We do different factors of momentum, so if the team really changes strategy and takes a three week kind of … like a really new phenomenon, we can run a momentum factor that can weight the data more to recent weeks to really see how it’s affecting the numbers. And a lot of times it’s just a case where there’s too much speculation in that we think there’s a new style of play or we think there’s a factor that we’re not quite covering. We just take a conservative attitude and opt to not have a bet at all on the play instead of relying on one way or another kind of thing.
Dave: Because the style of play will affect the line bets, but also particularly the totals which I know you put a fair bit of work into and have had quite a bit of success with. So what’s your process in trying to work out whether the game’s going to go under or over?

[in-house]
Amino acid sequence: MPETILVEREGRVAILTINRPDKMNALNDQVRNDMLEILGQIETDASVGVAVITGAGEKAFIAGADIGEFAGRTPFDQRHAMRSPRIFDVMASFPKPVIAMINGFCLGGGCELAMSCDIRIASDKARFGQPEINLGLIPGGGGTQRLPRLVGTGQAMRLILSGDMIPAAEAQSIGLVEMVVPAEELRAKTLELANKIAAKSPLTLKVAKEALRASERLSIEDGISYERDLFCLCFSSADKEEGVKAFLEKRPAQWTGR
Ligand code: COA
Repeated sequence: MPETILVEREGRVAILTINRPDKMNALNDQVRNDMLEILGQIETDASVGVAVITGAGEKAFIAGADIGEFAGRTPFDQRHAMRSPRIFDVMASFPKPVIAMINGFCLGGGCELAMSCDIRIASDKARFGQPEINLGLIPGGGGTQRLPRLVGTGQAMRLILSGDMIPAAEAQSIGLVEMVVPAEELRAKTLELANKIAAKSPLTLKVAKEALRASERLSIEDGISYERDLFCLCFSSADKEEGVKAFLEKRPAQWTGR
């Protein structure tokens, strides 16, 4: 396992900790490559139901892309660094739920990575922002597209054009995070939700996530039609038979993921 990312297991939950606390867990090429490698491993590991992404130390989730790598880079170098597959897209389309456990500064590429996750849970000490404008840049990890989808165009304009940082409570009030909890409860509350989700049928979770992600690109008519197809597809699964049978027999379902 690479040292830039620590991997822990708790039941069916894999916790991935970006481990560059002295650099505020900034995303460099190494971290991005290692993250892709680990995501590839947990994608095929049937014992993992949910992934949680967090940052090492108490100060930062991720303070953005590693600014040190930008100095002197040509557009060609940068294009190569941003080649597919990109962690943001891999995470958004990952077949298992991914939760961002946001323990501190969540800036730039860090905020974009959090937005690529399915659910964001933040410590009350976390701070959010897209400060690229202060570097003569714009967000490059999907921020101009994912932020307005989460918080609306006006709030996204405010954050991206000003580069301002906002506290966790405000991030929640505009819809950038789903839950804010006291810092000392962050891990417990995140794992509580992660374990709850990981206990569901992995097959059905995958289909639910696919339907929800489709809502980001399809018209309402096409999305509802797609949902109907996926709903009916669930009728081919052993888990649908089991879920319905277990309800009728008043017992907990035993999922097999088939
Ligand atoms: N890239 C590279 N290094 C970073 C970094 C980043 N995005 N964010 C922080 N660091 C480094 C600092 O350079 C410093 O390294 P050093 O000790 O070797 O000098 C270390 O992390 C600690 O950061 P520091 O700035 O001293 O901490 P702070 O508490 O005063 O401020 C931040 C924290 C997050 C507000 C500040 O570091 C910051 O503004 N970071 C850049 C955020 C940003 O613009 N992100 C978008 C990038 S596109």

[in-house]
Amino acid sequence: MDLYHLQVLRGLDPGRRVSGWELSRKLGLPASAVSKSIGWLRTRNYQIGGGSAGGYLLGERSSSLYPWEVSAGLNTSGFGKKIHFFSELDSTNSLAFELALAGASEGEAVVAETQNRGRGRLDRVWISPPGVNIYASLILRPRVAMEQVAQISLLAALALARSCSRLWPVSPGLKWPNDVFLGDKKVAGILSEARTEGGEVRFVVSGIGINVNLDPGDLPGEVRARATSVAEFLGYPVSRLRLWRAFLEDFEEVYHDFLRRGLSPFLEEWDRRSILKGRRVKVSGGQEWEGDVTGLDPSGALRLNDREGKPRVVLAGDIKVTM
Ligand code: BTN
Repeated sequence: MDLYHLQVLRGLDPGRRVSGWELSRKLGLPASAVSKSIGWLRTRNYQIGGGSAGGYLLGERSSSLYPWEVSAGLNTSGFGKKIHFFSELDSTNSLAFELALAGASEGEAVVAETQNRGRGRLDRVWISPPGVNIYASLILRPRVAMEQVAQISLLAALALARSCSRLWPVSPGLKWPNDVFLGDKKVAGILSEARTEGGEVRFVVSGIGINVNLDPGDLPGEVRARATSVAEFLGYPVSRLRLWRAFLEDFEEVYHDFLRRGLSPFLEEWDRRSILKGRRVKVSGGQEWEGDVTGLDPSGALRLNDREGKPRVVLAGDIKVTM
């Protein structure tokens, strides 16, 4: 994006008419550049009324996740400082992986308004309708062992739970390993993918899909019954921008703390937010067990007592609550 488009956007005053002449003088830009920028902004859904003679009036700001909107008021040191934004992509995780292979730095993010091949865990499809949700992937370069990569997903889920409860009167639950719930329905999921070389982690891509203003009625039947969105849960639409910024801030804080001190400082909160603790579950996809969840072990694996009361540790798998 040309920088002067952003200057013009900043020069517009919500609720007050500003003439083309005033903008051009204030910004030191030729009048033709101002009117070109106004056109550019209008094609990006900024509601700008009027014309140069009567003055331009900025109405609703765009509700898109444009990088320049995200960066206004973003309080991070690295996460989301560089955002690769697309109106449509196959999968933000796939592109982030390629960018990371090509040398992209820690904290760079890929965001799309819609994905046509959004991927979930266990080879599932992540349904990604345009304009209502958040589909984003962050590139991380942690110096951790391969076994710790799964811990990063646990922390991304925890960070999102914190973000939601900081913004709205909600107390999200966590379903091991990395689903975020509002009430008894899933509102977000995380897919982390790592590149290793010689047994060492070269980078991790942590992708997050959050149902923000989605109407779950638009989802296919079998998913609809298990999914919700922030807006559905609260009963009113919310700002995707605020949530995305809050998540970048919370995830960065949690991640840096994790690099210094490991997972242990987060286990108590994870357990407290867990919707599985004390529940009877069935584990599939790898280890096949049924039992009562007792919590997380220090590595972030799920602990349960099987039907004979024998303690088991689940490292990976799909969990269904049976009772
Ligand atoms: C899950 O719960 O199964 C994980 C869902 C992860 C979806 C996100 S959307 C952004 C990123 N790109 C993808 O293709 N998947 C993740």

Stephen: When it comes to totals, a lot of the edge comes through on the weather. Recently a lot of our plays have been based on reading that there’s a strong weather coming through, whether it be rain, wind or hail; some sort of element, but we have taken a few overs that have done real well, like on the weekend if you see a West Coast versus Adelaide match opening, your eyes light up; you know there’s going to be plenty of open footy and plenty of scores.